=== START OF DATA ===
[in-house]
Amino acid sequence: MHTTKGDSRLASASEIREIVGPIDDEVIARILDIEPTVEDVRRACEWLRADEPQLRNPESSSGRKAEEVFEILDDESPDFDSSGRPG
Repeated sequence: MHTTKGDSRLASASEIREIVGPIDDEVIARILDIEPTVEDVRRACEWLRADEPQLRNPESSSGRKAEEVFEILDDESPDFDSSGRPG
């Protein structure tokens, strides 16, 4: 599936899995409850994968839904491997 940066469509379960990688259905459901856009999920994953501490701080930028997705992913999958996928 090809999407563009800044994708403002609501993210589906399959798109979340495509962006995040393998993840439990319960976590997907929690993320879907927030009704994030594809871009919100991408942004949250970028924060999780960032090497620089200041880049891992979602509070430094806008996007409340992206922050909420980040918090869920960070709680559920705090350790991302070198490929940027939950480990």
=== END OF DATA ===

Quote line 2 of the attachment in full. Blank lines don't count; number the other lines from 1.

Amino acid sequence: MHTTKGDSRLASASEIREIVGPIDDEVIARILDIEPTVEDVRRACEWLRADEPQLRNPESSSGRKAEEVFEILDDESPDFDSSGRPG